On the 13th of March, FS Economy & Politics welcomed Volker Bouffier, Minister President of the State of Hesse, Deputy Chairman of the CDU and former President of the Federal Council. Volker Bouffier gave an appealing speech on the significance of the state parliaments for federal politics. With a total of about 300 interested people participating, this was the second big event organized by the initiative on the new campus.
At the beginning, Volker Bouffier spoke about the history and the formation of the German government. He emphasized that the task of democracy is not finding a consensus but being able to reach a compromise. This compromise between parties is the special feature of politics that makes the government capable of acting.
The Federal Council is composed of representatives of the state governments, few of which belong to a grand coalition (or in German: GroKo). The representatives of the federal states play a decisive role in shaping the Federal Republic. As President of the Federal Council, Mr Bouffier travelled a lot and received many enquiries from abroad on the question how the federal system can perform so well. Unity states often have problems with centralism, so that the focus on certain individual regions is lost.
In a federal system like in Germany, different regions and federal states, can all recognize each other and are united. This “Check and Balance” system ensures the independence of federal states in an association of all federal states. This is very important for stability through a policy of approaching one another.
His conclusion is that although Germany’s model may be a complicated and strenuous system, it is a model of success. For example, in contrast to centralism, federalism promotes the emergence of many cultural centers throughout the country. Centralized states, on the contrary, may be at risk of focusing on a particular region. With the “Check and Balance” System, there is some kind of competitive federalism in Germany that ensures a constant political development in the country. The federal states also benefit from this framework. Bavaria as an example, which started off as a rather poor federal state, made it to being one of the top federal states through its political decisions.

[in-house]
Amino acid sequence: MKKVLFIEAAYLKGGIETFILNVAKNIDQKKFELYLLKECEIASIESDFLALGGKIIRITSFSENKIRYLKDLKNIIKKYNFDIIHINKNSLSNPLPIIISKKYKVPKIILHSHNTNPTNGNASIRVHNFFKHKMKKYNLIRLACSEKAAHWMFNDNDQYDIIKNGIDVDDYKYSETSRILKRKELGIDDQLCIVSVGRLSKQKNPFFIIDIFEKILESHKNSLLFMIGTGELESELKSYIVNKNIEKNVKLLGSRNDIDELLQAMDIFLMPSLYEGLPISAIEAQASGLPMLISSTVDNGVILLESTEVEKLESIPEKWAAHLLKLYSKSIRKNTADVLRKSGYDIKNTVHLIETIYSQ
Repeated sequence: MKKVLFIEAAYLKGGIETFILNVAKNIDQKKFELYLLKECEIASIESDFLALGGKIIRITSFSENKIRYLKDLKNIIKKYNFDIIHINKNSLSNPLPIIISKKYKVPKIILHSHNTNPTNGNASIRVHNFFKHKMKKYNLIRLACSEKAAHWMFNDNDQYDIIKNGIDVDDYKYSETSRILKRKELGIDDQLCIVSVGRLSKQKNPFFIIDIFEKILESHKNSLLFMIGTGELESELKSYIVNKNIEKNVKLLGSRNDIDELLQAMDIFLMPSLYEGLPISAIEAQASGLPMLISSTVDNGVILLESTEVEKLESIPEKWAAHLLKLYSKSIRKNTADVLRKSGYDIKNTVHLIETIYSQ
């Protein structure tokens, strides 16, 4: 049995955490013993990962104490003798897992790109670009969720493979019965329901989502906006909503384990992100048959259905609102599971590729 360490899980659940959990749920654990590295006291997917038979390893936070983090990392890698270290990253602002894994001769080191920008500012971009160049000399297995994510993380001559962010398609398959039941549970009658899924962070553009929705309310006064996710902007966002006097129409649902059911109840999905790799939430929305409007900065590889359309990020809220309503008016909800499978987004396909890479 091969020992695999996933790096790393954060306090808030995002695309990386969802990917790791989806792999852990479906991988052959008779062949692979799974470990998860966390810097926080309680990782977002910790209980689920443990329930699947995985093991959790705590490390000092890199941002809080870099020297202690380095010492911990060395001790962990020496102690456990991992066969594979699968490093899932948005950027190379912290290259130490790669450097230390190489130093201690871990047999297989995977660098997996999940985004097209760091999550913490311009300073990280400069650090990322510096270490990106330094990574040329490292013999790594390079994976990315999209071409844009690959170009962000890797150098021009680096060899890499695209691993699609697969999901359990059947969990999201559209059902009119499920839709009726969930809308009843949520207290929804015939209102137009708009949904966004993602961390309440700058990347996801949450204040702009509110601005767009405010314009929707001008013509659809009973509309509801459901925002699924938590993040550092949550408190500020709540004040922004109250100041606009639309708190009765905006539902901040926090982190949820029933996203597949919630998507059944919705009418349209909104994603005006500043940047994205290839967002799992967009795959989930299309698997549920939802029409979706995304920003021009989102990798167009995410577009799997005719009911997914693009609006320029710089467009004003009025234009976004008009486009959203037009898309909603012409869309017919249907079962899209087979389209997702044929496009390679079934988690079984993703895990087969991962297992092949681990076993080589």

Towards the end of the speech, Mr. Bouffier addressed the topic of integration. Only in Hesse there are 26,000 additional students, which poses great challenges, as very few of them have German language skills. Forming extra classes and hiring additional teachers, issued a challenge for Hesse. However, the fact that they solved this issue is hardly represented in the media. Instead of appreciating this success of Hesse and the amazing performance of the teachers, the press does not seem to recognize it but spreads information about integration into all other extremes.
After his speech there was an appealing round of discussion. Mr Bouffier once again explained the importance of the federal system.
We would like to thank Mr Bouffier, our university staff and interested guests for making this event possible.
Clara Heil is a Bachelor of Science student and member of FS Economy & Politics